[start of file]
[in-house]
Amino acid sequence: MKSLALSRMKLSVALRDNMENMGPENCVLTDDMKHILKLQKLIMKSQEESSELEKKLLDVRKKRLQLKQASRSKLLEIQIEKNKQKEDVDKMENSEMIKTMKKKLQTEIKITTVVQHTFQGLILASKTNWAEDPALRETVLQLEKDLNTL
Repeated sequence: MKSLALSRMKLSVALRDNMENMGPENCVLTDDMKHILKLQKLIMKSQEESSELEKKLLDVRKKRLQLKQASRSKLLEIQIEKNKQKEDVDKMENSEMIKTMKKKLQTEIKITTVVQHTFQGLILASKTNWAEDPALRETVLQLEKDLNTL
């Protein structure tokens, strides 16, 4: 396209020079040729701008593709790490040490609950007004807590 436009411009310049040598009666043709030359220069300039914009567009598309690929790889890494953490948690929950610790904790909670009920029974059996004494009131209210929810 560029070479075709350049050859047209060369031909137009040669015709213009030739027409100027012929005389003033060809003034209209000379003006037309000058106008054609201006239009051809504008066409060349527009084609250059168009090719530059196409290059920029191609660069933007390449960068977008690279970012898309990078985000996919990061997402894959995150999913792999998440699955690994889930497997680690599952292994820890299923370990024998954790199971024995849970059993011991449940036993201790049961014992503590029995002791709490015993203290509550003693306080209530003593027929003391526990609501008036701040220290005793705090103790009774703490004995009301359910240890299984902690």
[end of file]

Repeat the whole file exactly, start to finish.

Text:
[in-house]
Amino acid sequence: MKSLALSRMKLSVALRDNMENMGPENCVLTDDMKHILKLQKLIMKSQEESSELEKKLLDVRKKRLQLKQASRSKLLEIQIEKNKQKEDVDKMENSEMIKTMKKKLQTEIKITTVVQHTFQGLILASKTNWAEDPALRETVLQLEKDLNTL
Repeated sequence: MKSLALSRMKLSVALRDNMENMGPENCVLTDDMKHILKLQKLIMKSQEESSELEKKLLDVRKKRLQLKQASRSKLLEIQIEKNKQKEDVDKMENSEMIKTMKKKLQTEIKITTVVQHTFQGLILASKTNWAEDPALRETVLQLEKDLNTL
């Protein structure tokens, strides 16, 4: 396209020079040729701008593709790490040490609950007004807590 436009411009310049040598009666043709030359220069300039914009567009598309690929790889890494953490948690929950610790904790909670009920029974059996004494009131209210929810 560029070479075709350049050859047209060369031909137009040669015709213009030739027409100027012929005389003033060809003034209209000379003006037309000058106008054609201006239009051809504008066409060349527009084609250059168009090719530059196409290059920029191609660069933007390449960068977008690279970012898309990078985000996919990061997402894959995150999913792999998440699955690994889930497997680690599952292994820890299923370990024998954790199971024995849970059993011991449940036993201790049961014992503590029995002791709490015993203290509550003693306080209530003593027929003391526990609501008036701040220290005793705090103790009774703490004995009301359910240890299984902690």